Hard as he worked, Monty seldom lost his sense of fun, according to Henkel. “For his role, Mr. Clift had to learn the song, ‘Chattanooga Choo-Choo,’ ” the driver recalls. “One evening, he sang it over and over for an hour. It was awful! Then, finally, he came out into the dining room, where I was sitting and asked me how I liked his singing. I told him it was ‘very fine,’ natürlich. He just looked at me with a perfectly straight face for a minute then closed one eye slowly and winked.”

And he combined his sense of humor with a determination to improve his, and Henkel’s, linguistic ability. He ordered the driver to learn two new jokes a day and then, on the way home from the studio, tell them to him in German, French and English. Obediently, Henkel scanned the Berlin papers and magazines, and each night would duly and ponderously recite his two jokes. “Mr. Clift always thought they were funny,” Henkel says, “I think.”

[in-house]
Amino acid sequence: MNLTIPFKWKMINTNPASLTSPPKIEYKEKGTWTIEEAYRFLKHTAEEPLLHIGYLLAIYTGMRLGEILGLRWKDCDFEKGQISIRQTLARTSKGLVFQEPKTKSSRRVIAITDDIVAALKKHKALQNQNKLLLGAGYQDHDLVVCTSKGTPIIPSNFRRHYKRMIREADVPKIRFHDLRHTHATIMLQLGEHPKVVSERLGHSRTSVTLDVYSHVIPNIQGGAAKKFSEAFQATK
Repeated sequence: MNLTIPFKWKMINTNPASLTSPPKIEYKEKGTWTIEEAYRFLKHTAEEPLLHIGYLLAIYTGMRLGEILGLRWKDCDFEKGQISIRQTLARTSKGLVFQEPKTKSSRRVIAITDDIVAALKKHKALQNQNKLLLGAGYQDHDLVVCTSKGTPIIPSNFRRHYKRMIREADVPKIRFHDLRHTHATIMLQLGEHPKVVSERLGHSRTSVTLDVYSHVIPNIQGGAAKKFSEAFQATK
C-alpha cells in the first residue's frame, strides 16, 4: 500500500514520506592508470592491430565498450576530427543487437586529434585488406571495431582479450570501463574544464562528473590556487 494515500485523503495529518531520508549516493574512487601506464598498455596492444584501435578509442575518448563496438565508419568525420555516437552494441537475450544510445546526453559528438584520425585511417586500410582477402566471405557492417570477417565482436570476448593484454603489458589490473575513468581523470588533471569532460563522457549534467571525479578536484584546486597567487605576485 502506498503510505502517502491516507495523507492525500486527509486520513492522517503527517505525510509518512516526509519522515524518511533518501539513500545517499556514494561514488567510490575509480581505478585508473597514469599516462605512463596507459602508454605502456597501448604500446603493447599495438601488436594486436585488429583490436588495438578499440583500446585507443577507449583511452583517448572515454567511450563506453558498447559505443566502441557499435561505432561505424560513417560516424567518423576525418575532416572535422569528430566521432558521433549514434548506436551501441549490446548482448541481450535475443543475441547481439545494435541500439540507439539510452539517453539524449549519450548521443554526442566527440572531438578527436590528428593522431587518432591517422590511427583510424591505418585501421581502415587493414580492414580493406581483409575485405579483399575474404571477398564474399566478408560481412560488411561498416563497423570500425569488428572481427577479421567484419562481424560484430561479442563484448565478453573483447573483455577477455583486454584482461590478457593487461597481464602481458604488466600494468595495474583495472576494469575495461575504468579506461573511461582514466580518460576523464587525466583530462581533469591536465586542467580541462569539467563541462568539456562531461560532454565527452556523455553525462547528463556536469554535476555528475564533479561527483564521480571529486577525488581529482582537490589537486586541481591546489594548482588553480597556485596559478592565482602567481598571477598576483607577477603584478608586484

The second person who came to know Monty over there was his mysterious secretary, Mira Letts. A handsome woman, perhaps ten years his senior, Miss Letts was Clift’s constant companion. They rode to work together, ate together and worked endless hours in the evening together. Despite the rumors, which, not unnaturally, spread fast and furious among members of the company and among eyebrow- lifting correspondents, there is nothing to indicate that the relationship between the two was anything but platonic.